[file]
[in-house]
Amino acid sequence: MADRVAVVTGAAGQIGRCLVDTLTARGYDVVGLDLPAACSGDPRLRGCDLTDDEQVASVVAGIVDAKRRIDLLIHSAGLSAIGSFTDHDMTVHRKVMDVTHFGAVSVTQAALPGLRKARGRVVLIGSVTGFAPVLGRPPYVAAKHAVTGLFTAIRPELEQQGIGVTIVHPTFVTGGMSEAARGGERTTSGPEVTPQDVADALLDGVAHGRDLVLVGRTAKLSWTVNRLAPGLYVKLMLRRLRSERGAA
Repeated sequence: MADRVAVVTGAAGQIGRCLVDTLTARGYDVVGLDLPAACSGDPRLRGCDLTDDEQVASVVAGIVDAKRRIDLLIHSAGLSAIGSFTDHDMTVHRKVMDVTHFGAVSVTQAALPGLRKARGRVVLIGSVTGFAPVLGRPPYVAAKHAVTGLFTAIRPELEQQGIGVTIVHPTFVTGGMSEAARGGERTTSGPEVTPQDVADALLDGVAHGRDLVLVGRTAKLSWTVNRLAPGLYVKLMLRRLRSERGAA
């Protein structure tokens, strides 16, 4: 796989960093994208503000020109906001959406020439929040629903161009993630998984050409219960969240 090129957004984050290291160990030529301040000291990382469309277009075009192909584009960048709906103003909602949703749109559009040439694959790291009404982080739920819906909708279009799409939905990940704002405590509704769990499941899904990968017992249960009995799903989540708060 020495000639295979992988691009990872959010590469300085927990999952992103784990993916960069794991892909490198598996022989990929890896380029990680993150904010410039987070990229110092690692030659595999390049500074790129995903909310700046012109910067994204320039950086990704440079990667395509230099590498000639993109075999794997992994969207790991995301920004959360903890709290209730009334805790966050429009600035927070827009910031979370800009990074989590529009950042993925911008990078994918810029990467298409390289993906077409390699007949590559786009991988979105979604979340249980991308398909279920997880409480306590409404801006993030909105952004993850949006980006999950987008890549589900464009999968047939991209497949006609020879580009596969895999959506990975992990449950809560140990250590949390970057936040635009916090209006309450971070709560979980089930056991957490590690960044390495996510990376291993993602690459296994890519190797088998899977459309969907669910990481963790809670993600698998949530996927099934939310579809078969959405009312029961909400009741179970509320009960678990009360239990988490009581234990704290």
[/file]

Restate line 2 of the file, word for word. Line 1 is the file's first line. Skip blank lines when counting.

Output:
Amino acid sequence: MADRVAVVTGAAGQIGRCLVDTLTARGYDVVGLDLPAACSGDPRLRGCDLTDDEQVASVVAGIVDAKRRIDLLIHSAGLSAIGSFTDHDMTVHRKVMDVTHFGAVSVTQAALPGLRKARGRVVLIGSVTGFAPVLGRPPYVAAKHAVTGLFTAIRPELEQQGIGVTIVHPTFVTGGMSEAARGGERTTSGPEVTPQDVADALLDGVAHGRDLVLVGRTAKLSWTVNRLAPGLYVKLMLRRLRSERGAA